Wake-Up Call: How Kelly Deals With Character Questions


Photo Courtesy of USA Today

Photo Courtesy of USA Today

Today’s question comes via Twitter:

This is an excellent question, Jonny.

The Eagles have selected 15 players in two drafts under Chip Kelly. And there really hasn’t been a single player who came to Philadelphia with true character questions. Josh Huff was once arrested for a DUI, but later acquitted. And Jordan Poyer had to answer a few questions about a bar fight.

But those were isolated incidents. And the other 13 players appeared to be squeaky clean. Players like Bennie Logan and Jordan Matthews seem to be about as high-character as they come. Both guys wowed Kelly during the pre-draft interview process.

You bring up an interesting point, though. Maybe Kelly just wanted to spend a couple years establishing the culture and will now be more willing to take risks on guys who have character questions. On defense, for example, he should feel pretty comfortable that Logan, Connor BarwinMalcolm Jenkins and others can provide a good example.

But to be honest, I don’t see Kelly going that route. From what I can tell, he believes in reducing the variables as much as possible when it comes to the draft. That’s part of the reason he landed a couple Oregon players last year; he knew what he was getting. And from a physical standpoint, he has certain measurables that he values. Other than maybe Logan in 2013, the Eagles haven’t drafted an undersized prospect in two years.

I can tell you that from everything I hear, Kelly takes the interview process very seriously, and he expects everyone on his staff to do the same. Kelly takes full advantage of his opportunities to meet with prospects at the Senior Bowl and combine. And last offseason, he was visible at Pro Days across the country.

If a prospect with questionable character really impresses him, maybe Kelly makes an exception. But there have been no examples of that to this point.

The culture/character question also depends on the situation and commitment. Kelly seems more willing to look past things for guys already on his roster whom he knows well (see: Riley Cooper). In the draft, like everyone else, he’s probably more willing to take a risk in the seventh round than the first round.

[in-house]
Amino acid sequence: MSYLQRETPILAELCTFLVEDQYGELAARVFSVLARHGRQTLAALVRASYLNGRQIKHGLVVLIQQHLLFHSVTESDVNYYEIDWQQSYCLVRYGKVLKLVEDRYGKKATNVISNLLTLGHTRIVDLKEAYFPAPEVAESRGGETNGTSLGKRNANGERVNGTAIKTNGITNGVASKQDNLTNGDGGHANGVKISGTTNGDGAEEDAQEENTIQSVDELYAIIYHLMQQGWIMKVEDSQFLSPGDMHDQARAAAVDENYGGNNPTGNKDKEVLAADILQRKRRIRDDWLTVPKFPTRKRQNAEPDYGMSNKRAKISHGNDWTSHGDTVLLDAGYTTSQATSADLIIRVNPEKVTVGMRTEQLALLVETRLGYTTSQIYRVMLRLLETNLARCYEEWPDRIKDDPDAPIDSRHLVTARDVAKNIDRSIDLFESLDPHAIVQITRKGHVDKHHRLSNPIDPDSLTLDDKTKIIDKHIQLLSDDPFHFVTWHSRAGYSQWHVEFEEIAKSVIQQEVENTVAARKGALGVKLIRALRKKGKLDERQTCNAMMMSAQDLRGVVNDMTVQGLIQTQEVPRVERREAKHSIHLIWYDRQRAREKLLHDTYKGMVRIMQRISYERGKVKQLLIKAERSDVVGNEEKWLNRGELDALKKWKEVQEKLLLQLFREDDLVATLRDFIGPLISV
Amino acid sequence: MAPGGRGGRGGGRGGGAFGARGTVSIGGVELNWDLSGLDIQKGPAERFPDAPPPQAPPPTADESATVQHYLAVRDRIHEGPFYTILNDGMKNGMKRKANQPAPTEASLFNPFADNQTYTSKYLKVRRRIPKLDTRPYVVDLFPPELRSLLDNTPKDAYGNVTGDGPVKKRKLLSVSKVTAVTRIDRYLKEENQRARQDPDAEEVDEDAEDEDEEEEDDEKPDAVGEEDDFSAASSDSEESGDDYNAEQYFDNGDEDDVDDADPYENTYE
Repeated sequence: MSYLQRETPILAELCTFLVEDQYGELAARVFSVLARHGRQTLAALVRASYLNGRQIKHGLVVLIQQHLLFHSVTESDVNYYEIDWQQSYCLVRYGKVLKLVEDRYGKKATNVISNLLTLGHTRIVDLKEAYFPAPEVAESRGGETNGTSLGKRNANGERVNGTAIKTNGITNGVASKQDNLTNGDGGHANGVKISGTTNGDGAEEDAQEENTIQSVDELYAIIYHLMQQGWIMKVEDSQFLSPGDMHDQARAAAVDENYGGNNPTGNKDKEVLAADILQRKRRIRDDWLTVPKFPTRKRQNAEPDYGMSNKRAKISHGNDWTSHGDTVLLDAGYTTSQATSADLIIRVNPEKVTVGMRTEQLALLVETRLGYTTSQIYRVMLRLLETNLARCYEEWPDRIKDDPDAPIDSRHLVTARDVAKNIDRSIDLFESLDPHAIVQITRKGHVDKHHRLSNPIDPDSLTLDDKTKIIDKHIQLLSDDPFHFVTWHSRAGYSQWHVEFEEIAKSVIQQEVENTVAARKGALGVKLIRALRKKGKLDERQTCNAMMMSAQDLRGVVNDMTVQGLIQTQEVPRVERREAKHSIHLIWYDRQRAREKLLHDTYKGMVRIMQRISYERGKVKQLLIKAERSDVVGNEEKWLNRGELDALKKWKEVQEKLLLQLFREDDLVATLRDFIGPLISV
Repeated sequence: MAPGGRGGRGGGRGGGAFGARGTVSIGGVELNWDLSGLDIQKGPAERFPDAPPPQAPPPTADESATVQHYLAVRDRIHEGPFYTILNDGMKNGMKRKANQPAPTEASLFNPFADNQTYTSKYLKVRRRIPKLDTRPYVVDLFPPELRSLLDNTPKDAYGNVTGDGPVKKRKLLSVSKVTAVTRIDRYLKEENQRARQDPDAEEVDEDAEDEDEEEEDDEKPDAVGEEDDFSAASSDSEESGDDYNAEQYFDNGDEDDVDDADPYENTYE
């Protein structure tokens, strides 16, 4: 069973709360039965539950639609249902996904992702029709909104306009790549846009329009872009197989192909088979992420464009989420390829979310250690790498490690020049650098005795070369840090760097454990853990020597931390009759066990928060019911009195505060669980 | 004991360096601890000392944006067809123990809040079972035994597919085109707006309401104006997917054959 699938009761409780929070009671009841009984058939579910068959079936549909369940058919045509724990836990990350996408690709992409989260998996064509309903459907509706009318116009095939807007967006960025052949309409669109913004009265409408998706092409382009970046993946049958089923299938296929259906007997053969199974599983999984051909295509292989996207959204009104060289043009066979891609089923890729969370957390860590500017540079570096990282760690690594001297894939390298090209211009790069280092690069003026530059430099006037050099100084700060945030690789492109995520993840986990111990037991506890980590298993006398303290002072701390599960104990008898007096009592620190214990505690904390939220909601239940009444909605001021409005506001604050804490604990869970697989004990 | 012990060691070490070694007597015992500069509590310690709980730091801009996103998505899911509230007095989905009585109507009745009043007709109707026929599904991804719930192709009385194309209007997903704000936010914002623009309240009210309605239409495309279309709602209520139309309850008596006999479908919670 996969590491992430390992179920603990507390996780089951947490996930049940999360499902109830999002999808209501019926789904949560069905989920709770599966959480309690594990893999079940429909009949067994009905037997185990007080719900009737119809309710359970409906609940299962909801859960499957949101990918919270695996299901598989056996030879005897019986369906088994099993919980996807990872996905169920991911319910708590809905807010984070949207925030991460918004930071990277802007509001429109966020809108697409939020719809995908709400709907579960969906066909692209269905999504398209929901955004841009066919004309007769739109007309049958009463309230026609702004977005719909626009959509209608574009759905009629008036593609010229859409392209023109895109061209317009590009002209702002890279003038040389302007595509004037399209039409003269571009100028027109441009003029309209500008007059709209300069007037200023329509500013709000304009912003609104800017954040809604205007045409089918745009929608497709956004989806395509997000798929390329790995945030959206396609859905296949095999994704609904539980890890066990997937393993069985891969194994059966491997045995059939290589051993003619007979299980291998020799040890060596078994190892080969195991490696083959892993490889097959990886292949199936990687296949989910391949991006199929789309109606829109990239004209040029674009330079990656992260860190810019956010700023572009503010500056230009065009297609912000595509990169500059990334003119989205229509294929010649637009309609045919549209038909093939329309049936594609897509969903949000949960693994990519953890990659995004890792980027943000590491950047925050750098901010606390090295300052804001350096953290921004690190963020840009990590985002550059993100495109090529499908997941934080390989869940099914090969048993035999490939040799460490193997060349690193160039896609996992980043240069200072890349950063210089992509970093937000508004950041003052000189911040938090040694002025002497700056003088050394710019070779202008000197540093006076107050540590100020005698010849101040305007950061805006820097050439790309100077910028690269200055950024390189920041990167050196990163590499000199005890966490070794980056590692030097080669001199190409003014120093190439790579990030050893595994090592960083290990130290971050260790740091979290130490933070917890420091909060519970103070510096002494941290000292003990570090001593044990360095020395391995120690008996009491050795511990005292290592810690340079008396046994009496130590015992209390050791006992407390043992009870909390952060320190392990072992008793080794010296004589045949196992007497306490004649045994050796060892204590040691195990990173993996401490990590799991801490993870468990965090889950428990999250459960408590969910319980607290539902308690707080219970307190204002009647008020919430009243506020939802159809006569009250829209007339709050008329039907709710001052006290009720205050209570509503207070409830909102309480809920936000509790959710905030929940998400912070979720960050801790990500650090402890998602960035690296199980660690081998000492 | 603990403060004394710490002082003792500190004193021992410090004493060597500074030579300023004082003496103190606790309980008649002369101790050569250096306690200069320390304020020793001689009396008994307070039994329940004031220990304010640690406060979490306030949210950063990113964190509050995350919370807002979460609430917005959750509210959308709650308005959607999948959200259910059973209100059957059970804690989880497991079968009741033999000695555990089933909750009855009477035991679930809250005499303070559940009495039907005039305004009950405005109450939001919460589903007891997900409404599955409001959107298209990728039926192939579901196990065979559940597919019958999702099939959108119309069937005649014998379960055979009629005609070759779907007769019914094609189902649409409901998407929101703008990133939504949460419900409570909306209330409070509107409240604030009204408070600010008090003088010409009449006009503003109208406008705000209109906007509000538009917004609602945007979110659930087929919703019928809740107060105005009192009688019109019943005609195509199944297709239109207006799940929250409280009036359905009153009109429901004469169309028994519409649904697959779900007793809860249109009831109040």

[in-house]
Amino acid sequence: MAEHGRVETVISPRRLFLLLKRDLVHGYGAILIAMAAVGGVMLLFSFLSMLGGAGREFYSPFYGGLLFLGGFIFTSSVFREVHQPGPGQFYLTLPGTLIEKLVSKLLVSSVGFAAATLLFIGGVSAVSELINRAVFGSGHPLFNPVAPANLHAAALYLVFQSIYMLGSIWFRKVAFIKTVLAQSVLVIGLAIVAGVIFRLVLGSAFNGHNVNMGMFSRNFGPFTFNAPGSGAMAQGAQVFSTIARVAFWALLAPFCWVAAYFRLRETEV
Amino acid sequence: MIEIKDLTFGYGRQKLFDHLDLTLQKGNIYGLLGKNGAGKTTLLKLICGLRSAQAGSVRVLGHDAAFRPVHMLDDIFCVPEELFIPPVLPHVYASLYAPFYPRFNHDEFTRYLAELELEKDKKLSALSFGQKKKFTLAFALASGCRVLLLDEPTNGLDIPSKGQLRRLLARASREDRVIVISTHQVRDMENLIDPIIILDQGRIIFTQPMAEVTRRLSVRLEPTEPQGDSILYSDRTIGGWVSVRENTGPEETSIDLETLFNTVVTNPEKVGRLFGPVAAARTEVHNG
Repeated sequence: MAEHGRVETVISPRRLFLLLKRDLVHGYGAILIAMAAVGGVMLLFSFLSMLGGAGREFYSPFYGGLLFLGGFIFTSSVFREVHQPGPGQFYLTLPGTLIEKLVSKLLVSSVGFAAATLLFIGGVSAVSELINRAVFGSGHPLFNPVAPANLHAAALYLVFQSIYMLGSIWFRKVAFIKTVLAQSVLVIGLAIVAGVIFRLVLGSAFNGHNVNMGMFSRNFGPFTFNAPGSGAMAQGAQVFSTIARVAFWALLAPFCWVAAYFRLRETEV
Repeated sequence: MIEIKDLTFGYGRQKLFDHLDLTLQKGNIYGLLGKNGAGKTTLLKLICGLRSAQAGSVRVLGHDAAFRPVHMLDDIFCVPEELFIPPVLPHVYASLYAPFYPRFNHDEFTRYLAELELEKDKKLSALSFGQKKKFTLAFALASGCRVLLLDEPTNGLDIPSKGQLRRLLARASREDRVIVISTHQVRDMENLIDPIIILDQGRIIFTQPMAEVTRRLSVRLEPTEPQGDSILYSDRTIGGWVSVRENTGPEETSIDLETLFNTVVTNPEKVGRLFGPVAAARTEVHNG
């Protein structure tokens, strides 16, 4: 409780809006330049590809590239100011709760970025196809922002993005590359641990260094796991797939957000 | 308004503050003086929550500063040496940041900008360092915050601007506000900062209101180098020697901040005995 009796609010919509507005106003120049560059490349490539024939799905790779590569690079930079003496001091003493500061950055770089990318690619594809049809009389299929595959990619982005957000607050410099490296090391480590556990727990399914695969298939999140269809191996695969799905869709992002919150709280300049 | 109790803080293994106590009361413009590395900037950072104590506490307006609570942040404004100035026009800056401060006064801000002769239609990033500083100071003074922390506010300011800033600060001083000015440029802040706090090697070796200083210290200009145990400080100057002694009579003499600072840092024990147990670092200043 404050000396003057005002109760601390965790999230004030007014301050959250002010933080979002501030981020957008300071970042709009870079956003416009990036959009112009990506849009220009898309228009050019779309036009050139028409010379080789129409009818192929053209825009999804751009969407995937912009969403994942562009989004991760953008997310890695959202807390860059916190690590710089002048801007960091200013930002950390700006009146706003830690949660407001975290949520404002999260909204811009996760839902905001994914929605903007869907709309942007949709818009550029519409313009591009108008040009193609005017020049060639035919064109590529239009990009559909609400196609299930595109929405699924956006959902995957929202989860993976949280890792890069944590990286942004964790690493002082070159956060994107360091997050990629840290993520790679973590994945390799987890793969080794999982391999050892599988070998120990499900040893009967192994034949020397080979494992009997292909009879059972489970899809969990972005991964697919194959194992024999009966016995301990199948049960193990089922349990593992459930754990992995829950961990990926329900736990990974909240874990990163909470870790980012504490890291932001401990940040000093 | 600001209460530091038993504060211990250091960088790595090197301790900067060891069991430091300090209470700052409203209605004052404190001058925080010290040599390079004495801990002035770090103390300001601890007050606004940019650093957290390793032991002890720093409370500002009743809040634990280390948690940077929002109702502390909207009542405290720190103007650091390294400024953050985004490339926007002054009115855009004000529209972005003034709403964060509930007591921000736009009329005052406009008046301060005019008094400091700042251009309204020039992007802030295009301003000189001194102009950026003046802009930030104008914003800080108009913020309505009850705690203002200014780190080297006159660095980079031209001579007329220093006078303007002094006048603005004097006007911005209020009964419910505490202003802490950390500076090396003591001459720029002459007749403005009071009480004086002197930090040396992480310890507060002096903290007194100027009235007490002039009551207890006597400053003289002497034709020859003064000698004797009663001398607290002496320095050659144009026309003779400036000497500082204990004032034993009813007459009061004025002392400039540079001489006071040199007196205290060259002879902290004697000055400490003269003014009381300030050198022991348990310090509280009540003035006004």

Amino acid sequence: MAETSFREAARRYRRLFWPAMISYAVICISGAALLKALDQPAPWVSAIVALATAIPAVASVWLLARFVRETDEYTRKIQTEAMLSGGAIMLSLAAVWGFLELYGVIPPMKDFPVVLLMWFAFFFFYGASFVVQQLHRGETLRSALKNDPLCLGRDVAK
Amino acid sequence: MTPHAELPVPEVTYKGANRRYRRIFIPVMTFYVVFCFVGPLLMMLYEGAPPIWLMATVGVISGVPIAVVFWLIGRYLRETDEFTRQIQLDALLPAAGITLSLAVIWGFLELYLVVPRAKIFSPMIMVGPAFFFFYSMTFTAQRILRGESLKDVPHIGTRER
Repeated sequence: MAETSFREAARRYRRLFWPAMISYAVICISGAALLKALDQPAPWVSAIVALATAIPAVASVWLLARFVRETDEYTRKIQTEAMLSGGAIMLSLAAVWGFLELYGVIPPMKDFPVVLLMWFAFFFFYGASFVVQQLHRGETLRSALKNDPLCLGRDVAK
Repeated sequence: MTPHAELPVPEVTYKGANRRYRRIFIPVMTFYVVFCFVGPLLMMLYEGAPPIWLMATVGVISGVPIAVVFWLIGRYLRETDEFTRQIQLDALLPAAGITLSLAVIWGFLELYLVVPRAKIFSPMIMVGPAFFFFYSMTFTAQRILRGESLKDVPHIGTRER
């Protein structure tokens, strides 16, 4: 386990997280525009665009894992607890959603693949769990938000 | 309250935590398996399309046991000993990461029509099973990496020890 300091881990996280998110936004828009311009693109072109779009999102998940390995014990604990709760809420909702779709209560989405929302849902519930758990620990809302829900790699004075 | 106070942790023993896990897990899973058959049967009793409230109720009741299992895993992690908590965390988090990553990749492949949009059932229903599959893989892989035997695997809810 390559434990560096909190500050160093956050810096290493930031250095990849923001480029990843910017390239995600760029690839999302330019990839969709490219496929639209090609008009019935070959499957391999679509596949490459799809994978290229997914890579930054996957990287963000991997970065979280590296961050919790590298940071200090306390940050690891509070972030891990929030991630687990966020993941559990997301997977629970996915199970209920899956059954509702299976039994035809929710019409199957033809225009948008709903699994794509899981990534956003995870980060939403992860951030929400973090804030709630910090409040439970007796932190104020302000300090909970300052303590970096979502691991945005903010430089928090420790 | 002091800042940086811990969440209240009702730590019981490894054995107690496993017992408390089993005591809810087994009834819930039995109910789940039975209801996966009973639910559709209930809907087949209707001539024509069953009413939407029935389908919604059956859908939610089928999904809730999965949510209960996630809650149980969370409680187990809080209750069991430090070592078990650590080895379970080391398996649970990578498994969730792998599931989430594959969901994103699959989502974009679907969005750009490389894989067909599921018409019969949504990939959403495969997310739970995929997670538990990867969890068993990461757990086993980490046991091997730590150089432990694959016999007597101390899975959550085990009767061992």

And in free agency, I’d be stunned if he paid big money to anyone he considered a suspect culture fit.

We’ll find out in the coming months whether Kelly is willing to make exceptions, but the guess here is that won’t be the case.

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WHAT YOU MISSED

A look at what T-Mac heard in Indy about Brandon GrahamJason Worilds and the OLB market.

Notes and observations on the secondary players who impressed at the combine, including Michigan State CB Trae Waynes.

ESPN analyst Todd McShay explains why it’s a bad year to be looking for safety help and suggests Washington might be willing to trade out of the No. 5 spot.

WHAT THEY’RE SAYING

Nate Allen has been cleared of any wrongdoing in connection with last week’s incident in Florida, according to 6-ABC:

A review of surveillance video shows a suspect in a black pickup truck in the same location as the victim when the complaint was filed. However, that man was not Allen nor was it his truck, authorities now say.

According to the State Attorney, Allen was mistakenly identified as the suspect when he was detained.

State Attorney Steve Russell said in a statement: “After reviewing the case and situation, Mr. Nate Allen should be commended for his patience, cooperation, and understanding. Further the victim should be commended for her cooperation and willingness to report the offense.”

Zach Berman of the Inquirer on Jake Locker as a potential option for the Birds:

Kelly coached against Locker in college, and Locker has athleticism and raw ability that could be developed. But there’s a reason the former No. 8 overall pick is available. Locker has completed only 57.5 percent of his passes, and his durability is a major concern. He is 9-14 as a starter over the past three seasons. If Kelly thinks a change of scenery in a better offense with more talent around him could help, Locker could be an intriguing fit. He was one of the top athletic performer in the 2011 combine – Locker ran the 40-yard dash in 4.59 seconds and was also the top performer on the three-cone drill. But Kelly looks for repeatable accuracy, and Locker has not presented that to date in his career.

COMING UP

We’ll offer some final thoughts at the combine and more.